Friday, May 19, 2017

Collectors pay homage to Italian Arte Povera, along the Hudson

THE NEW YORK TIMES
Show Us Your Walls
By Hilarie Sheets
Nancy Olnick and Giorgio Spanu at home in Garrison, N.Y., where they display Michelangelo Pistoletto’s Italian flag artwork made of rags. Credit Tony Cenicola/The New York Times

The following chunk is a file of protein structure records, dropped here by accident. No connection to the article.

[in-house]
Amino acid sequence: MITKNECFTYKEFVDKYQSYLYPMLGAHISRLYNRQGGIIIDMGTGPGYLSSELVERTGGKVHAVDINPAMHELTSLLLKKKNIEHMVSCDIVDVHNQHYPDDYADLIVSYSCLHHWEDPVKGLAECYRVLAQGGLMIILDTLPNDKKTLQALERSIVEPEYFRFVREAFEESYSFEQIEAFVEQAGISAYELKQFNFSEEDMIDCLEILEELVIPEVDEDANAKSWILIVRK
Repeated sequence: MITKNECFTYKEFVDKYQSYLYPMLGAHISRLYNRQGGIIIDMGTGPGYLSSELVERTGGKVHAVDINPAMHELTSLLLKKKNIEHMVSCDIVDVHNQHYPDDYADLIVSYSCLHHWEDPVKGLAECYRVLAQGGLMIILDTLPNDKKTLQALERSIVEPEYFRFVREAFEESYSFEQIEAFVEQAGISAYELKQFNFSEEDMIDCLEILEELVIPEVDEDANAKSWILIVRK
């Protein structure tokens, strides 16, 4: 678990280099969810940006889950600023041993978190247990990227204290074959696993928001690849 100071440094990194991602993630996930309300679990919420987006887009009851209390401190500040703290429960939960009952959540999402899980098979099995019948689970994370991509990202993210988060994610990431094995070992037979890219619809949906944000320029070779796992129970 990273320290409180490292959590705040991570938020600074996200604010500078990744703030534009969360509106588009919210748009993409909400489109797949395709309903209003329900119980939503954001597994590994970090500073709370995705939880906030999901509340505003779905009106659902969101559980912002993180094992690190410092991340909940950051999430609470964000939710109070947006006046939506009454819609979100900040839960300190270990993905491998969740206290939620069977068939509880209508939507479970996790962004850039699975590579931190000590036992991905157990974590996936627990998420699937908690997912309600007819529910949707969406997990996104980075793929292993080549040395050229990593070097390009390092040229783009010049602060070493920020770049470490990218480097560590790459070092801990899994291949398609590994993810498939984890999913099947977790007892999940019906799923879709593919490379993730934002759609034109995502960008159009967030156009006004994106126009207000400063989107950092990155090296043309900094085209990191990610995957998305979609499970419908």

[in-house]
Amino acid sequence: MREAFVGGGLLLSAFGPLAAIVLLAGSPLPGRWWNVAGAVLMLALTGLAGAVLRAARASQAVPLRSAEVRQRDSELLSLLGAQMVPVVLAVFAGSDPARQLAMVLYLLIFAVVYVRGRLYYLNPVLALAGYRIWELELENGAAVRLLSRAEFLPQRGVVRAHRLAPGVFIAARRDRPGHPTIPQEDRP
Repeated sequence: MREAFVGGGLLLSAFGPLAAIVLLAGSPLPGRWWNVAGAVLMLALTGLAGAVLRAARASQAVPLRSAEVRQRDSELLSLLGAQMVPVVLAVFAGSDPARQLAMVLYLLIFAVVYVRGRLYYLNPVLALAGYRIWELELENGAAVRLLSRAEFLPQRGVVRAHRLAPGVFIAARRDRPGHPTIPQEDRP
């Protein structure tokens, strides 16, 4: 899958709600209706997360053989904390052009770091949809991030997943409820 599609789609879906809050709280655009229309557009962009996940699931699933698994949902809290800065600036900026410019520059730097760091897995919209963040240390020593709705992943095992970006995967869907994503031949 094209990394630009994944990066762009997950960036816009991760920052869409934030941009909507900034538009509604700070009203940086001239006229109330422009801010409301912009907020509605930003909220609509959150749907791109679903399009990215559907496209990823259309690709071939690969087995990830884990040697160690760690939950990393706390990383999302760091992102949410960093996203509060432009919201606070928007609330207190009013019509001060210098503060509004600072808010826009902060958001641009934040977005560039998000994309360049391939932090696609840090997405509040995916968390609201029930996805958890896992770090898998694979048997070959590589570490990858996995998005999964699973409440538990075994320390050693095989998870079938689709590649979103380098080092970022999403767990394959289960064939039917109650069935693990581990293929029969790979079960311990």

GARRISON, NY---Nancy Olnick has long considered herself an Italophile. But this New Yorker never imagined Italy would become such a central part of her life until she met Giorgio Spanu, a native of Sardinia, in 1989. After collecting Pop art from the 1960s, Ms. Olnick shifted focus with Mr. Spanu to the Arte Povera movement, collecting the work of radical artists in Italy who shunned the commercial art market in the 1960s and explored unconventional, humble materials. On June 28, this husband-and-wife team, who now run an art program, will open Magazzino, a self-funded exhibition space available by appointment in Cold Spring, N.Y., rotating large-scale works from their 400-plus-piece collection that are too unwieldy for their home in nearby Garrison. [More]

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